These doubts are reinforced when we use an alternative instrument. We have three measures of the wage for the immigrants who arrived between 1960 and 1970. For these immigrants, we can observe their wage in 1970, 1980, and 1990. We can use this subsample of immigrants to estimate a convergence coefficient by regressing the 1980-90 rate of wage growth on the 1980 log wage. The data, however, also allow us to instrument the 1980 wage by the group’s 1970 wage. The resulting OLS and IV estimates are reported in the bottom panel of Table 5. The IV results show that the correlation between wage levels and wage growth remains positive even after we control for educational attainment.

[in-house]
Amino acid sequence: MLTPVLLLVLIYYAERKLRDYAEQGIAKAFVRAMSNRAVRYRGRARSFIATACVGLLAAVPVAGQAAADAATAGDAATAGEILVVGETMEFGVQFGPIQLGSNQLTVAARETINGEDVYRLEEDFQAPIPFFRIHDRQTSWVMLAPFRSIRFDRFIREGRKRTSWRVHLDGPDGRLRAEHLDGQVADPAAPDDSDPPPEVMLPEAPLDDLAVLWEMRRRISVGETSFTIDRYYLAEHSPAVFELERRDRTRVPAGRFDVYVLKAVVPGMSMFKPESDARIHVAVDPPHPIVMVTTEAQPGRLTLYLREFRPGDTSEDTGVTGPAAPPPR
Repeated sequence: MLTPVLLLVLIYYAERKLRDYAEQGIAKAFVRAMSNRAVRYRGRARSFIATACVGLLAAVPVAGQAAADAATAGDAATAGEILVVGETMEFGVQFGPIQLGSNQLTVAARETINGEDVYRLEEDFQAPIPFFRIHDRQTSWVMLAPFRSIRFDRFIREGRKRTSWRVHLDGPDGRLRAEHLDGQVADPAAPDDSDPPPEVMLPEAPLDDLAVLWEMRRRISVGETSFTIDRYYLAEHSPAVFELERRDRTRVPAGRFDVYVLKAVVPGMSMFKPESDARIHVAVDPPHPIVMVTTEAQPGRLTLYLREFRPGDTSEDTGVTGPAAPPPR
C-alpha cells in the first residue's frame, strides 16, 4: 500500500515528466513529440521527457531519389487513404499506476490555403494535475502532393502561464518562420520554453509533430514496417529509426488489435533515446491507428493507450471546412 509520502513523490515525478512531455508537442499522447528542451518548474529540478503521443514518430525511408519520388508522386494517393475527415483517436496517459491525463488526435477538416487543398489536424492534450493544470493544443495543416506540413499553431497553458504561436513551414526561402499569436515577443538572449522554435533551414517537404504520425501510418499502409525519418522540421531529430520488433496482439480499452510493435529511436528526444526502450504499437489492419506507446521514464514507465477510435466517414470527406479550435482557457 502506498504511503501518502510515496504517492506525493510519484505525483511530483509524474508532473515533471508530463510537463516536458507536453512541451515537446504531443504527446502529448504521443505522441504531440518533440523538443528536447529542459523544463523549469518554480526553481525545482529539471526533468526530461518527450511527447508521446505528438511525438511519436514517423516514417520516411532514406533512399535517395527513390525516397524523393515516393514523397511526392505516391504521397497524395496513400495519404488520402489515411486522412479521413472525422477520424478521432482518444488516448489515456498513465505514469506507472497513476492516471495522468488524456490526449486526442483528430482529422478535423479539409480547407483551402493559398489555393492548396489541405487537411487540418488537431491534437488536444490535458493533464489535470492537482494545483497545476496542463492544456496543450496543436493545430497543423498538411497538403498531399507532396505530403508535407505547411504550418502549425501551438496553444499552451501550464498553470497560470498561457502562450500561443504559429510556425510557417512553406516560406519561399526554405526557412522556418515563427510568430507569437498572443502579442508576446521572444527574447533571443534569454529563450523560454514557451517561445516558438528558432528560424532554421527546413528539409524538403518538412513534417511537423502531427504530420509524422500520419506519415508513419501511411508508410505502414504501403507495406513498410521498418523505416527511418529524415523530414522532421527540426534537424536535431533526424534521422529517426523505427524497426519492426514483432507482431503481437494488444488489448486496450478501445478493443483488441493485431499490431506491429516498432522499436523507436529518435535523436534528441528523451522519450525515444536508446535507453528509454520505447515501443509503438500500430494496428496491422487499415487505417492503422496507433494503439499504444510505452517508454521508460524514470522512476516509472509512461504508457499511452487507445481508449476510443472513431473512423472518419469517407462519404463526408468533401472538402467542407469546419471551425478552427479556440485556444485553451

In sum, there is a positive (although weak) correlation between the log entry wage and the subsequent rate of wage growth across immigrant cohorts. If anything, immigrants who earn high wages at the time of entry experience faster wage growth in the future. This correlation, however, turns negative when the analysis adjusts for differences in initial endowments of human capital, either by including measures of educational attainment or country-of-origin fixed effects. The results, therefore, seem to suggest that there exists conditional convergence in the immigrant population, in the sense that the wages of immigrant groups that have the same initial level of human capital converge over time. However, this finding is not robust to simple attempts to control for the bias introduced by measurement error.